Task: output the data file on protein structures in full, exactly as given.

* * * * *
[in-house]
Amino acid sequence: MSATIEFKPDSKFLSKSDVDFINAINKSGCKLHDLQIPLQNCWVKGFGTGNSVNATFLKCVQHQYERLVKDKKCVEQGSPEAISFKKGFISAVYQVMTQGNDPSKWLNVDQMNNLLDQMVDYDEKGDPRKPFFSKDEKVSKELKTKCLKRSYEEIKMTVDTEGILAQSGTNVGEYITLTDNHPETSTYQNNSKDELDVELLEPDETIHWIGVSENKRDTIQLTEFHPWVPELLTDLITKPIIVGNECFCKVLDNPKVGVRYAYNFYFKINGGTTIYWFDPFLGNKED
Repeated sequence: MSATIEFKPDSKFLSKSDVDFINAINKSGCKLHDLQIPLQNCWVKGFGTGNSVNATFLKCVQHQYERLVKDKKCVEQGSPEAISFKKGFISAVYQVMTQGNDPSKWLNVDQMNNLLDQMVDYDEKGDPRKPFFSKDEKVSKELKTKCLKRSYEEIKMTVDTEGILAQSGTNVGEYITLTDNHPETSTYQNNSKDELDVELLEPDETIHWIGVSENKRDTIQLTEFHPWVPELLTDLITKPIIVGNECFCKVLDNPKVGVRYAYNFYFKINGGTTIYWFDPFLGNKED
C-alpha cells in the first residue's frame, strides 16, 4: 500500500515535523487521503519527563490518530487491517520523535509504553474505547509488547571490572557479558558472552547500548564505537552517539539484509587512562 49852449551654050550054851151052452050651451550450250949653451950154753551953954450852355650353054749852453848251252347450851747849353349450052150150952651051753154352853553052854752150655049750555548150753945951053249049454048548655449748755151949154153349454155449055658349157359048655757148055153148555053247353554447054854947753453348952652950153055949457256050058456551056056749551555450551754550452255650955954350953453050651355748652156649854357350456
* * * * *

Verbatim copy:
[in-house]
Amino acid sequence: MSATIEFKPDSKFLSKSDVDFINAINKSGCKLHDLQIPLQNCWVKGFGTGNSVNATFLKCVQHQYERLVKDKKCVEQGSPEAISFKKGFISAVYQVMTQGNDPSKWLNVDQMNNLLDQMVDYDEKGDPRKPFFSKDEKVSKELKTKCLKRSYEEIKMTVDTEGILAQSGTNVGEYITLTDNHPETSTYQNNSKDELDVELLEPDETIHWIGVSENKRDTIQLTEFHPWVPELLTDLITKPIIVGNECFCKVLDNPKVGVRYAYNFYFKINGGTTIYWFDPFLGNKED
Repeated sequence: MSATIEFKPDSKFLSKSDVDFINAINKSGCKLHDLQIPLQNCWVKGFGTGNSVNATFLKCVQHQYERLVKDKKCVEQGSPEAISFKKGFISAVYQVMTQGNDPSKWLNVDQMNNLLDQMVDYDEKGDPRKPFFSKDEKVSKELKTKCLKRSYEEIKMTVDTEGILAQSGTNVGEYITLTDNHPETSTYQNNSKDELDVELLEPDETIHWIGVSENKRDTIQLTEFHPWVPELLTDLITKPIIVGNECFCKVLDNPKVGVRYAYNFYFKINGGTTIYWFDPFLGNKED
C-alpha cells in the first residue's frame, strides 16, 4: 500500500515535523487521503519527563490518530487491517520523535509504553474505547509488547571490572557479558558472552547500548564505537552517539539484509587512562 49852449551654050550054851151052452050651451550450250949653451950154753551953954450852355650353054749852453848251252347450851747849353349450052150150952651051753154352853553052854752150655049750555548150753945951053249049454048548655449748755151949154153349454155449055658349157359048655757148055153148555053247353554447054854947753453348952652950153055949457256050058456551056056749551555450551754550452255650955954350953453050651355748652156649854357350456